The federal government already prohibits discrimination against gay men, lesbians and bisexuals in its own work force, but the President had been under pressure from LGBT rights activists to extend that protection to include companies that do work for the federal government. Mr. Obama’s executive order also explicitly included gender identity – in addition to sexual orientation – specifically guaranteeing that transgender employees would also be protected from job discrimination.

In light of the controversial Hobby Lobby Supreme Court case there has been a renewed debate over the question of whether religious groups should be exempt from certain legislation that may be considered counter to their religious beliefs. President Obama declined to include any religious exemption in his executive order, but advocates for religious groups have promised to bring the action to court.

Obama’s executive order adds sexual orientation and gender identity to the list of categories protected among federal contractors that was first approved by President Lyndon B. Johnson in 1965.

Senate to Vote Next Week on Highway Patch

The Senate is poised to take up the issue of the patch to the Highway Trust Fund next week – possibly as early as Tuesday. The Senate is expected to vote on the House passed bill and the Wyden-Hatch bill (which largely mirrors the House passed bill), as well as the Boxer-Carper bill (which would only extend funding to December of this year), in addition, the Senate is likely to consider the Senator Mike Lee (R-UT) proposal to cut the gas tax to 3.7 cents per gallon coupled with giving states enhanced authority over transportation projects. Finally, the Senate is expected to also consider a proposal from Senator Pat Toomey (R-PA) that would waive the environmental review process for projects that are replacing infrastructure damaged in disasters.

POLITICAL BITS

House

 

Georgia 1st Congressional District: State Senator Buddy Carter (R-GA) defeated surgeon Bob Johnson (R-GA) 54-46%.

Georgia 10th Congressional District: Baptist Preacher Jody Hice (R-GA) defeated businessman Mike Collins (R-GA) 54-46%.

Georgia 11th Congressional District: Former Rep. Bob Barr’s (R-GA) comeback bid fell far short on Tuesday when he was defeated by former State Senator Barry Loudermilk (R-GA) by a margin of 66% to 34%.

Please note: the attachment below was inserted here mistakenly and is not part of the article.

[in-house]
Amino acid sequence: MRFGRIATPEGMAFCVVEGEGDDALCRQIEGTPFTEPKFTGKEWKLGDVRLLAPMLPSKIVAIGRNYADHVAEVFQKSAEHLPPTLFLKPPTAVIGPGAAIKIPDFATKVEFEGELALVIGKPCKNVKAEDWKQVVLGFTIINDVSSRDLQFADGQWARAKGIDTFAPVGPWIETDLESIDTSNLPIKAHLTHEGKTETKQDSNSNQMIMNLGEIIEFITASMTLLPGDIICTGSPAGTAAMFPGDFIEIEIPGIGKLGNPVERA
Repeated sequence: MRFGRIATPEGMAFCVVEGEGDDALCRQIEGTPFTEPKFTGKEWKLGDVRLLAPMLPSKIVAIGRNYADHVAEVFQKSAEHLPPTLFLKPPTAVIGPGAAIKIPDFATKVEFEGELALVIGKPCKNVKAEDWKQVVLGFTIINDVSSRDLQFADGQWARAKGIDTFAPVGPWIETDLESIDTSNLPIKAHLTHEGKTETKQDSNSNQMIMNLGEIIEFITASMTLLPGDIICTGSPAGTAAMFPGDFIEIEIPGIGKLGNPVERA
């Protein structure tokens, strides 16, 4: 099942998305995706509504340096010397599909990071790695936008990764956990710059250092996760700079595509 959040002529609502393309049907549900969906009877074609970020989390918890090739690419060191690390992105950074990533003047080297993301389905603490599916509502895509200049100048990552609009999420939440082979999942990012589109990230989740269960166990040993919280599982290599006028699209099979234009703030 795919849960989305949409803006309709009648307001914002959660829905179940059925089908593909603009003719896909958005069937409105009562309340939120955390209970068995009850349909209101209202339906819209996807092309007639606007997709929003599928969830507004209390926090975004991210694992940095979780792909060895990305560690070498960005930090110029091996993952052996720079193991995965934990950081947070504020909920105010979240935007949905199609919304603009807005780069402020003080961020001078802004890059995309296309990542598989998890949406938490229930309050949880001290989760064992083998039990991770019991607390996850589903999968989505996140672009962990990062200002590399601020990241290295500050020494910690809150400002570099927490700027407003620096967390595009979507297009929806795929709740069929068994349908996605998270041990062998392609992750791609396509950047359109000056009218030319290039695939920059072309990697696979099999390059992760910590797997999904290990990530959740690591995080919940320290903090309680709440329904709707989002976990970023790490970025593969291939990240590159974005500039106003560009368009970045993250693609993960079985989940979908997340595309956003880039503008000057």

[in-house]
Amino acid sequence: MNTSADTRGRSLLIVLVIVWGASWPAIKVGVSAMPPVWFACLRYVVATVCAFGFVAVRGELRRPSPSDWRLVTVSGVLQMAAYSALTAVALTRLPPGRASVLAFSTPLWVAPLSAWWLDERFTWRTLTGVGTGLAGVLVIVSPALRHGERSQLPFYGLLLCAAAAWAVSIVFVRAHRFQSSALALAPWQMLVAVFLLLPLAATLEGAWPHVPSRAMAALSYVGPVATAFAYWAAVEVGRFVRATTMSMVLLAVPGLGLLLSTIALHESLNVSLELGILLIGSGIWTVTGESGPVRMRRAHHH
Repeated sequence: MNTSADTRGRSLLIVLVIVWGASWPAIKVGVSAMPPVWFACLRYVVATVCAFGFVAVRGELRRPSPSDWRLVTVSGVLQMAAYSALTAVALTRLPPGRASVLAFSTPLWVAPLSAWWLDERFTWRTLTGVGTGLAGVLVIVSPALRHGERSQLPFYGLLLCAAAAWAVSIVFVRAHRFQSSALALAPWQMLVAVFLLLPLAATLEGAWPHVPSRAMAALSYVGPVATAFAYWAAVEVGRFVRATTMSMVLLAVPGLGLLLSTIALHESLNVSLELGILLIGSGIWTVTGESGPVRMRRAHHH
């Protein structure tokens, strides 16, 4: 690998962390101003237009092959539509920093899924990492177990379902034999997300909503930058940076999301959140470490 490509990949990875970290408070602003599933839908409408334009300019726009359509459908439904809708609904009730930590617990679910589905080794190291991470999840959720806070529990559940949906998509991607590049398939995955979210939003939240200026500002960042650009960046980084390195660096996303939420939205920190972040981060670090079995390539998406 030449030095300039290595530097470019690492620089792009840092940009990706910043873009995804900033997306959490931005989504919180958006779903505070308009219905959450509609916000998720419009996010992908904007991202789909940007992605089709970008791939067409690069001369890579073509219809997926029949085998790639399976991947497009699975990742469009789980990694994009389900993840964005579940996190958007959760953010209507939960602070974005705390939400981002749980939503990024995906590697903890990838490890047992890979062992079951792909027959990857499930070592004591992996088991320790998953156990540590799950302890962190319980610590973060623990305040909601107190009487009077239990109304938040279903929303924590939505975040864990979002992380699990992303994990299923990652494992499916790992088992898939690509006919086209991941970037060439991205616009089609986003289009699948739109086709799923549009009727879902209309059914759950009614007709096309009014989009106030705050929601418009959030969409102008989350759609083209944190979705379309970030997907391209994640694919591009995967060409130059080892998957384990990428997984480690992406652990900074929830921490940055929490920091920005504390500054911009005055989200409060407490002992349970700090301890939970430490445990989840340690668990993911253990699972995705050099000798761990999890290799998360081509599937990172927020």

Senate

Georgia: In something of a surprise to poll watchers and pundits, businessman David Perdue (R-GA) defeated Rep. Jack Kingston (R-GA) in the Senate GOP runoff. Perdue beat Kingston 51-49% despite polls showing Kingston with a 5-8 point lead.

Georgia: This week, Hall of Fame great Hank Aaron endorsed Michelle Nunn (D-GA).

Virginia: A new Roanoke College poll shows Senator Mark Warner (D-VA) with a wide lead over former RNC Chairman Ed Gillespie (R-VA). Warner leads 47-22%.

Governor

Florida: A new Quinnipiac poll shows former Governor Charlie Crist (D-FL) leading Governor Rick Scott (R-FL) 45% to 40%.

Maine: Rep. Michael Michaud (D-ME) raised $355,000 in the 2nd quarter and ended with just over $1 million cash on hand. Governor Paul LePage (R-ME) raised $234,000 and has $917,000 cash on hand, while Eliot Cutler (I-ME) raised $181,000 from individual donors, loaned himself another $581,000 and has roughly $527,000 cash on hand.

South Carolina: A new Palmetto Politics polls shows Governor Nikki Haley (R-SC) in a tight race with State Senator Vincent Sheheen (D-SC). Haley leads 46% to 42% when respondents are asked about all candidates on the ballot. However, in a head to head with Sheheen, Haley leads by a comfortable 53-40%.

The Hill: GOP plans Guard troops to border

House Republicans are considering a plan that would deploy the National Guard to the border, change trafficking laws and beef up judicial and law enforcement resources in response to the surge of child migrants into the United States.

A GOP working group on border issues briefed members Wednesday on their policy recommendations for the emergency funding bill, which lawmakers are scrambling to finish before they leave town for a five-week summer recess.

Republicans were adamant that policy changes must be part of the spending package, setting up a standoff with Democrats who have declared them a non-starter.

“What the president’s asking for is a blank check,” said Speaker John Boehner (R-Ohio). “Without trying to fix the problem, I don’t know how we’re in the position to give the president any more money.”